Glitch lends itself to pedagogy as much as it serves as a ruse to traditional modes of artistic instruction that codify random acts of creativity. Thus, glitch art is not exclusively technical: the most basic methods utilized by glitch artists can be easily taught, learnt and executed. Methods such as datamoshing and wordpad glitching have opened a potentially democratic space for conceptually and aesthetically exploring our amorphous identities in our new digital ecology.
As technology exponentially evolves and naturally occurring ‘glitches’ are being phased out, the natural aesthetics of digital technology are at risk of obsolescence. A mutual threat is currently being posed between the new technologies/upgrades which seek to nullify glitches and the glitches which attempt to expose these technologies/imposed systems. This program is an attempt to address this threat and generate dialogue about the critical importance and potential of glitch." - Nick Briz
Achim Stromberger Evan Meaney Jimmy Joe Roche Johnny Rogers jonCates Jon Satrom Karl Klomp Nick Briz Nick Salvatore Rosa Menkman Takeshi Murata and Tatjana Marusic.
trt. approx 80 mins
The Eye & Ear Clinic is a free bi-weekly film series run by SAIC graduate students in Film, Video and New Media; Art History, Theory, and Criticism; and Arts Administration and Policy. Contact us at email@example.com and be our friend on Facebook!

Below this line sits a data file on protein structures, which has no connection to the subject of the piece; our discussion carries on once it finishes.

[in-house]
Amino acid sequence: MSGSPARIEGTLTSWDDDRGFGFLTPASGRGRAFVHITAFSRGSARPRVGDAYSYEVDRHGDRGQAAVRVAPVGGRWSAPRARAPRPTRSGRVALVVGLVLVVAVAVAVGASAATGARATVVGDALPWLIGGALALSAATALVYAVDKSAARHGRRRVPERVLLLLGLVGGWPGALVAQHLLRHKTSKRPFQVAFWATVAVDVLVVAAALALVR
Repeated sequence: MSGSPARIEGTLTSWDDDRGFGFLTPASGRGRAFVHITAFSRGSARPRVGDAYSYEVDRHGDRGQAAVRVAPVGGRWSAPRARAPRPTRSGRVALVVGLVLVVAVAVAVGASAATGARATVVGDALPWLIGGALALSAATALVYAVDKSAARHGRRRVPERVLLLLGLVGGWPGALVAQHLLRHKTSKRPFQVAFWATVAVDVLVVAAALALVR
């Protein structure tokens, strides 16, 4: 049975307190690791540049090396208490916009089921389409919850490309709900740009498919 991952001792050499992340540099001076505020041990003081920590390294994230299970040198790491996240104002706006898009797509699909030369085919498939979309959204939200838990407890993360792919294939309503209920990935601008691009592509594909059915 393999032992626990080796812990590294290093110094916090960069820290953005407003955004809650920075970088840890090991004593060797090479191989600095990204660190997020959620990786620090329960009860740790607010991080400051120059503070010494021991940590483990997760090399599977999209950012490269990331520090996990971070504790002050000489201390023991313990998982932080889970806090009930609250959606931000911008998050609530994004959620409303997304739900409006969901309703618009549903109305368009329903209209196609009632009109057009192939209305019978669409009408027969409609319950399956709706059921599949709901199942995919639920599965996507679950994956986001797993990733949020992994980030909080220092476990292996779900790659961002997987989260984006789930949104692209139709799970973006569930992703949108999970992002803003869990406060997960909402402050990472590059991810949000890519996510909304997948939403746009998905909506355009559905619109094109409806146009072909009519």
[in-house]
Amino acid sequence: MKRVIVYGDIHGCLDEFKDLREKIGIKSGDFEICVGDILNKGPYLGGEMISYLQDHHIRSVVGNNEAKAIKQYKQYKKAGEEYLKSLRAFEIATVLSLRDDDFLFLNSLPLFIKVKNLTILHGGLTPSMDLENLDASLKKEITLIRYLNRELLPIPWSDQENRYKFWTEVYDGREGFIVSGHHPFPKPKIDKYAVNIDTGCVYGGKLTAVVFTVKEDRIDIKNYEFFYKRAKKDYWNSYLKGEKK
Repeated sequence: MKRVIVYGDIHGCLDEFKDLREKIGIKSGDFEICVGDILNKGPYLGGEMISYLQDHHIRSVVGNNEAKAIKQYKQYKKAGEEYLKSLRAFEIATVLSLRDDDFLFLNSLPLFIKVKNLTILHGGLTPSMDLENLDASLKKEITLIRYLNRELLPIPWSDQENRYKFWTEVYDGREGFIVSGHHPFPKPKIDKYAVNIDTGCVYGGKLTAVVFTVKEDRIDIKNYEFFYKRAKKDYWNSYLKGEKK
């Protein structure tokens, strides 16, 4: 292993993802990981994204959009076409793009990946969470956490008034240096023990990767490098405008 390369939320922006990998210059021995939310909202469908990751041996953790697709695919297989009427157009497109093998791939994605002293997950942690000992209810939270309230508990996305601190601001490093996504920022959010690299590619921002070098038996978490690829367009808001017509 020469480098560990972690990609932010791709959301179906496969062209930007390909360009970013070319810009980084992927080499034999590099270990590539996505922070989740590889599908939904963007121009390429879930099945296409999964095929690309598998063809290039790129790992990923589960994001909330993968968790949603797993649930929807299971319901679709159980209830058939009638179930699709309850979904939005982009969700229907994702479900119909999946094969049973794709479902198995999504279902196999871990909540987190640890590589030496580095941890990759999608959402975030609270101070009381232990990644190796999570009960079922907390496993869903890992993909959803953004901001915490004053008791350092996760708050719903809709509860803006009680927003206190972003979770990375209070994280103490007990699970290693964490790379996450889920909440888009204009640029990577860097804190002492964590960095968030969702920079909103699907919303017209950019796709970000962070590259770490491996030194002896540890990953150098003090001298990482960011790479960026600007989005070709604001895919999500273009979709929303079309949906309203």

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Monday, November 02, 2009
openness: jonCates on Wednesday November 4th 2009
openness: experimental New Media Art & Media Art Histories
jonCates Assistant Professor Film, Video & New Media
Public Presentation at The School of the Art Institute of Chicago 112 S Michigan, room 1307 Chicago, IL .US
Wednesday November 4th 2009
jonCates presents on experimental New Media Art and Media Art Histories in this public presentation. jonCates makes, organizes and teaches experimental New Media Art. His projects have been presented internationally at various events in locations such as Beijing, Madrid and Mexico City; nationally in Chicago, New York and Boston and are widely distributed online. jonCates teaches in the New Media path of study of the Film, Video & New Media Department at The School of the Art Institute of Chicago. His research and writings are on Media Art Histories and related subjects. In 2007, he initiated the Phil Morton Memorial Research Archive to archive and freely distribute the Media Art work of Phil Morton and associated research. He writes on these topics for Furtherfield.org as well as in other online and offline publications.
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(Film, Video and New Media department at The School of The Art Institute of Chicago; New Media Art Histories; Art Games + Independent Gaming Cultures; Open Source, Artware + early Video Art; Computer Witchcraft + Majikal Media Art)